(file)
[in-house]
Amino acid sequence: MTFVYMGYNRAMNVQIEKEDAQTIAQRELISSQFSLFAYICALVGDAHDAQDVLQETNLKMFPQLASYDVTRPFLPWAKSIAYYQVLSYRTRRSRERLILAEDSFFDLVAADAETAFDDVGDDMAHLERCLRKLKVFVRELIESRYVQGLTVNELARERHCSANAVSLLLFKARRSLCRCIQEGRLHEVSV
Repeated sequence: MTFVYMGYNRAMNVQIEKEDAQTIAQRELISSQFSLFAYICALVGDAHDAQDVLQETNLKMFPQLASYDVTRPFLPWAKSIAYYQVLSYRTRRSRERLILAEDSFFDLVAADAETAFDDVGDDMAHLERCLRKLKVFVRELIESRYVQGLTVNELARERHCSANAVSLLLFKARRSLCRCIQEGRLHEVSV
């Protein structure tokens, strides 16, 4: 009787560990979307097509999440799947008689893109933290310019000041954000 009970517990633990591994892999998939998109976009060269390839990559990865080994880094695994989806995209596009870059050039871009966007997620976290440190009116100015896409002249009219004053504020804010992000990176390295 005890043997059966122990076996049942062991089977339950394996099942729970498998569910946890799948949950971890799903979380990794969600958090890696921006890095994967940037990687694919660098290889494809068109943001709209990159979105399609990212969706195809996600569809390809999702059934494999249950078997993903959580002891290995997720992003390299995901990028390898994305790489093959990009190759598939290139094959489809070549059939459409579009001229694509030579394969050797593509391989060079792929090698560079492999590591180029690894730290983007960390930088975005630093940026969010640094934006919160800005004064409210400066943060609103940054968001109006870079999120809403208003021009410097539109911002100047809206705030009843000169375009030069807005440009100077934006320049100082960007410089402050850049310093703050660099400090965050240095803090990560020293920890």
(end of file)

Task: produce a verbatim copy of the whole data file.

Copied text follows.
[in-house]
Amino acid sequence: MTFVYMGYNRAMNVQIEKEDAQTIAQRELISSQFSLFAYICALVGDAHDAQDVLQETNLKMFPQLASYDVTRPFLPWAKSIAYYQVLSYRTRRSRERLILAEDSFFDLVAADAETAFDDVGDDMAHLERCLRKLKVFVRELIESRYVQGLTVNELARERHCSANAVSLLLFKARRSLCRCIQEGRLHEVSV
Repeated sequence: MTFVYMGYNRAMNVQIEKEDAQTIAQRELISSQFSLFAYICALVGDAHDAQDVLQETNLKMFPQLASYDVTRPFLPWAKSIAYYQVLSYRTRRSRERLILAEDSFFDLVAADAETAFDDVGDDMAHLERCLRKLKVFVRELIESRYVQGLTVNELARERHCSANAVSLLLFKARRSLCRCIQEGRLHEVSV
């Protein structure tokens, strides 16, 4: 009787560990979307097509999440799947008689893109933290310019000041954000 009970517990633990591994892999998939998109976009060269390839990559990865080994880094695994989806995209596009870059050039871009966007997620976290440190009116100015896409002249009219004053504020804010992000990176390295 005890043997059966122990076996049942062991089977339950394996099942729970498998569910946890799948949950971890799903979380990794969600958090890696921006890095994967940037990687694919660098290889494809068109943001709209990159979105399609990212969706195809996600569809390809999702059934494999249950078997993903959580002891290995997720992003390299995901990028390898994305790489093959990009190759598939290139094959489809070549059939459409579009001229694509030579394969050797593509391989060079792929090698560079492999590591180029690894730290983007960390930088975005630093940026969010640094934006919160800005004064409210400066943060609103940054968001109006870079999120809403208003021009410097539109911002100047809206705030009843000169375009030069807005440009100077934006320049100082960007410089402050850049310093703050660099400090965050240095803090990560020293920890």